Hawaii national parks participate in National Public Lands Day, Sept. 26

Waimoku Falls in Haleakala, courtesy of the National Park Service

Hawaii’s natural beauty is stunning, and fortunately for both residents and visitors, the state is blessed with an abundance of public lands. With gigantic waterfalls, lush rainforests, white—and even black and green—sand beaches, there’s much to see and do in the great outdoors here.

National Public Lands Day (NPLD), an annual day aimed at affording the public opportunities to visit, help maintain and learn about our nation’s parklands and public spaces, returns this Sat., Sept. 26. Several Hawaii parks and public spaces will be offering fee-free entry and organized volunteer activities in honor of the occasion.

Hale O Keawe in Puuhonua O Honaunau from the water.
Photo: Hawaii Tourism Authority (HTA)/Tor Johnson.

Hawaii’s three national parks that charge fees for entry—Hawaii Volcanoes National Park and Puuhonua O Honaunau National Park on Hawaii Island, and Haleakala National Park on Maui—are all offering free admission, but only Hawaii Volcanoes is hosting special NPLD programming this year. There, everyone who volunteers on Saturday will not only get in free that day, but will also receive a pass for free entry on another day of their choosing

Volunteer programming in Hawaii Volcanoes National Park will help to remove invasive Himalayan ginger, which crowds out native plants from the summit of Kilauea. To join, meet the volunteer group at the Kilauea Visitor’s Center at 9 a.m.—plant pulling will last until noon. Gloves and tools will be provided.

Invasive ginger dominating native forest on Iliahi Trail in Hawaii Volcanoes Naitonal Park.
Photo by Meghan Miner.

None of the parks in Hawaii’s state park system—managed by the state Dept. of Land and Natural Resources—are officially on board for NPLD, including Kokee State Park on Kauai, which has traditionally held a cleanup in advance of its popular Eo E Emalani Alakai festival. However, various Department of Defense groups are offering several unique volunteer opportunities on Saturday.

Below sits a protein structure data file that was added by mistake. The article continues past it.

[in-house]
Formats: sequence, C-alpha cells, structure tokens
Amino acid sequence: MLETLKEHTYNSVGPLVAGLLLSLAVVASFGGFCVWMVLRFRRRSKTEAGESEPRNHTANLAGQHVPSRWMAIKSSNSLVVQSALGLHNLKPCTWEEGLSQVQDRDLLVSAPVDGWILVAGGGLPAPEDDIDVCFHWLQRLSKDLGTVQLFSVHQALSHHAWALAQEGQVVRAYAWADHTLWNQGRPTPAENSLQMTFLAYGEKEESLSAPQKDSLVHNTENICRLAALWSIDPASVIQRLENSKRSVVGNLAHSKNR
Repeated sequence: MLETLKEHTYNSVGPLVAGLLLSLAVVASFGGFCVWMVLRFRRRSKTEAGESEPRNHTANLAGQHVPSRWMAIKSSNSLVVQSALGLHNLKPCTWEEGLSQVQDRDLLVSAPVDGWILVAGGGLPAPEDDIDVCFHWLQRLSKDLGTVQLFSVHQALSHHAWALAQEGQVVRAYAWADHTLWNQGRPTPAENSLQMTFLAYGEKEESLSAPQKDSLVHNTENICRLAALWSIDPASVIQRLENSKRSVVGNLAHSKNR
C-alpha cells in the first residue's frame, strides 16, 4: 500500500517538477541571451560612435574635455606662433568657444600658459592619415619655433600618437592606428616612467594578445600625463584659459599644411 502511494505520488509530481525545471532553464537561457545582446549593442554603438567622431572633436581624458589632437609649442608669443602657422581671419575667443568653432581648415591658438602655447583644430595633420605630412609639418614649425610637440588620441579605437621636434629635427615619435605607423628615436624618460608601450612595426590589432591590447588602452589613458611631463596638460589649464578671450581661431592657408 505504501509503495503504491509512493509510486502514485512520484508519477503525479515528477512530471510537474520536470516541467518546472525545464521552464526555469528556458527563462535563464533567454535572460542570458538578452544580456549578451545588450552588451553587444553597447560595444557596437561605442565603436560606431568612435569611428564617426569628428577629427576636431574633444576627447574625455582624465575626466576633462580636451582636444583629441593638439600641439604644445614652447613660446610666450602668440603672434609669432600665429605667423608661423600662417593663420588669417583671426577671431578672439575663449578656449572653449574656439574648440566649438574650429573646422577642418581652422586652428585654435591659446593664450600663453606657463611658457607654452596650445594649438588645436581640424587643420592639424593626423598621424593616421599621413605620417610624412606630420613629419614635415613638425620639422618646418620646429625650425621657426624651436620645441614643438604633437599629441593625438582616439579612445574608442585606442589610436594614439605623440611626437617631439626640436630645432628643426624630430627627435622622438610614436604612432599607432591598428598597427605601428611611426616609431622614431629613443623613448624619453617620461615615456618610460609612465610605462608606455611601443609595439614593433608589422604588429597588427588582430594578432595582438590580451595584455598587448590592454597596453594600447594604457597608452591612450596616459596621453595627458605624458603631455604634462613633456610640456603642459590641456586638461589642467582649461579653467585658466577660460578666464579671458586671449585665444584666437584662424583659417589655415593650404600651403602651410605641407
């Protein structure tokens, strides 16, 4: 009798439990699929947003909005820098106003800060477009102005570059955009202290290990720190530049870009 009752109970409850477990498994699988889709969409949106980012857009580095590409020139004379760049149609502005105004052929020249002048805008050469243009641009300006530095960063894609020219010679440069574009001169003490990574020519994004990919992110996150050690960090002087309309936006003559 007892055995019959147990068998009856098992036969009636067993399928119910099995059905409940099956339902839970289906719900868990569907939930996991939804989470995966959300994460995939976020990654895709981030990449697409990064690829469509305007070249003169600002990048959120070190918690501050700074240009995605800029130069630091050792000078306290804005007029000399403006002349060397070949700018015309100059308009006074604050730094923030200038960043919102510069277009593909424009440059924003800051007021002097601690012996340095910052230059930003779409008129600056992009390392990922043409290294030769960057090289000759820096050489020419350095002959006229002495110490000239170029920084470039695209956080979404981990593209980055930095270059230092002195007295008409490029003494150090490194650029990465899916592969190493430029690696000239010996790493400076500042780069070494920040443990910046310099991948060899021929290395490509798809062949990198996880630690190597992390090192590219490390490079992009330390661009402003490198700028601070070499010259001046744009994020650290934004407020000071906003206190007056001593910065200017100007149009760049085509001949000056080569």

From 8 a.m. til 1 p.m., volunteers are welcome onto Bellows Air Force Station in Waimanalo, Oahu to keep its white sandy dune system healthy. The military base has 2,500 native Hawaiian plants ready for planting that will help stall beach erosion and restore native habitat. To join, just tell gate guards that you are participating in the dune out-planting and present a valid U.S. ID. Volunteers will meet at the sand dune in front of cottage 316.

Schofield Barracks, just north of Wahiawa on Oahu, invites the public to learn about and help restore their eight-year-old garden of native ecosystems from 8 a.m. til 5 p.m. With volunteer help, they hope to construct a new shelter for relief from the hot mid-day sun, weed, install new interpretive signage and maintain their compost pile. To participate, visit this site and contact the individuals listed.

Waimanalo Beach looking towards Bellows. Photo: Hawaii Tourism Authority (HTA)/Tor Johnson.

Already have plans this weekend? Next Sat., Oct. 3, the Joint Base Pearl Harbor-Hickam is hosting their NLPD project—restoration efforts at the nearby Loko Paaiau Fishpond from 9 a.m. til noon. Archaeological, biological and cultural experts will give a talk in advance of the volunteer efforts, which will help remove invasive mangrove seeds, clear the rock walls of vegetation, install native plants and more. To join and learn more about this opportunity contact representatives by Sept. 30—more details are listed here.

Last year, more than 175,000 people participated in National Public Lands Day events at over 2,100 sites throughout the country. The National Environmental Education Foundation, the group behind National Public Lands Day, estimated that approximately 23,000 lbs. of invasive plants were pulled, 100,000 trees, shrubs and other native plants were planted and some 500 tons of trash were removed during 2014 NPLD events.

Categories: Culture